Originally published March 2, 2016
Did you know that Parmesan cheese is trademarked and refers only to cheese produced in a specific region of Italy? It is illegal in Europe to call cheese produced outside 5 specific Italian provinces Parmesan. There has never been any Kobe beef sold in the United States. Kobe is a Japanese trademark and refers to beef specifically from Japan’s Hyogo Prefecture, even though every restaurant in Las Vegas serves it. How about Balsamic Vinegar? Oh, you get the idea.
We have a bad habit of ignoring these food trademarks in the United States although in recent years, the Champagne trademark seems to be respected a bit with all of the products not from Champagne France being called sparkling wine instead.
How about Nylon? A number of chemical companies all around the world call their product Nylon but what is Nylon? Is it a chemical name? No, the chemical name is polyamide. Why is all polyamide referred to as Nylon? Is this another violation of someone’s valuable trademark?
Actually the term nylon is not trademarked even though DuPont did coin the term. It’s an interesting story.
In 1935 a Harvard educated scientist named Dr. Wallace Carothers was working in a research laboratory at DuPont in Delaware experimenting with polyamide polymers trying to find some formulation that might be able to be used to make fiber. He found one. After determining that it could be manufactured relatively inexpensively, executives at DuPont decided to use the fiber to target the women’s stockings market which was a huge market. Stockings were made out of silk at the time. The silk was expensive and delicate.
A batch of polyamide fiber was made in secret and brought to a commercial knitting mill to try and make stockings out of the new material. After several tries they were successful and DuPont started construction on a plant that would produce this new fiber. Amazingly, DuPont was making polyamide stockings at the new plant in 1939, just four years after inventing the new material. They also used the new material to make toothbrush bristles. Unfortunately Carothers, a lifelong sufferer of depression committed suicide in 1936 so he never saw the success that his invention became.
DuPont executives wanted to call the material for the stockings No-Run meaning that the fabric would not un-weave or unravel. While polyamide fiber stockings might have been more durable than silk, they would still run so the name was scrapped because the claim was simply not true.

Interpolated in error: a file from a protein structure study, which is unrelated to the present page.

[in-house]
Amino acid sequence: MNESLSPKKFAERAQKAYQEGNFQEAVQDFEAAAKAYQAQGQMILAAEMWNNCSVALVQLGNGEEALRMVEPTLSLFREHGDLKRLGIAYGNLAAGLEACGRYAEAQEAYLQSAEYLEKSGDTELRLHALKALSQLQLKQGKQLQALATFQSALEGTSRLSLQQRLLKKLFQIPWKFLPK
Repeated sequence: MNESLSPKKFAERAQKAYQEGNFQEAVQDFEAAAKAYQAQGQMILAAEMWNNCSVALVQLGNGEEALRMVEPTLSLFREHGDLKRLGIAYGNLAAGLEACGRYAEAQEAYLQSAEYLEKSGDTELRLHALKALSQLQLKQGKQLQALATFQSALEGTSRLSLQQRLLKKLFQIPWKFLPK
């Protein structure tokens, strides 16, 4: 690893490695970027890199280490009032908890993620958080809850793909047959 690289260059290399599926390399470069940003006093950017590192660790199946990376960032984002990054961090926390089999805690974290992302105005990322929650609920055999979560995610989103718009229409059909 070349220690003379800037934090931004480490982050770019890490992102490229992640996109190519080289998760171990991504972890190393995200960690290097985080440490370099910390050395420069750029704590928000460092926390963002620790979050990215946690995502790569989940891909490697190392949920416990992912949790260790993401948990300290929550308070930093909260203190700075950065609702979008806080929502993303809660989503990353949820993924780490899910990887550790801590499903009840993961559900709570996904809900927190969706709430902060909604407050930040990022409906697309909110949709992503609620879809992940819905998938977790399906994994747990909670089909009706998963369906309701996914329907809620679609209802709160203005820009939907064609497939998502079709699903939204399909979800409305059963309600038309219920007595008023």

Next comes, in what I can only imagine looked like a scene from The Hudsucker Proxy DuPont executives tried to come up with a better name for this revolutionary new product. In playing with the phrase no-run, they thought that it might be a good idea to end the name with “-on” so that it would sound similar to Rayon (another DuPont product) as well as cotton. So no-run became Nuron which is no-run spelled backward but unfortunately sounded like some type of medication. They then came up with Nilon which sounded good but it was feared that people would not know how to pronounce it so the “I” was replaced with a “Y” and there you have it. Funny, how a term that has embedded itself into the lexicon was almost totally random.
There is another version of the story that says that the word Nylon is simply a combination of New York and London: NY-Lon. I kind of doubt this.
Oddly, DuPont never trademarked the word nylon. Because DuPont made a lot of materials that were used to make other products and not the products themselves they did not have a lot of control over the quality of the final product. If they trademarked Nylon and a company made poor quality stockings with the Nylon trademark, the poor quality would reflect on DuPont. This theory came from an experience that they had with a rubber that they invented called DuPrene in the early thirties. Several manufacturers of rubber goods made lousy products and then advertised that they were made of DuPrene from the DuPont Company. DuPont responded by abandoning the DuPrene name and calling the material neoprene which was not trademarked.
This was an interesting strategy but I suspect that your average business school student would laugh at it. What do you think Donald Trump would think of this branding strategy? It seems that DuPont thought better of this in later years because shortly after nylon, DuPont started trade-marking all of their new names such as Orlon, Dacron, Lycra, Teflon, Nomex and on and on and on. In later years DuPont began vigorously defending its patents and trademarks in court getting into legal battles with everyone from Bed Bath & Beyond to the Japanese zipper manufacturer, YKK.
Wikipedia indicates that the global nylon market was worth US $20.5 Billion dollars in 2013 and is expected to hit $30 Billion by 2020. After the commercialization of Nylon by DuPont, other large manufacturers such as German chemical giant BASF and American chemical company Monsanto (later Solutia and later still Ascend). Amazingly, one of the biggest and most well known product names is used by everyone because of a strange decision by the brass at DuPont in the 1930s.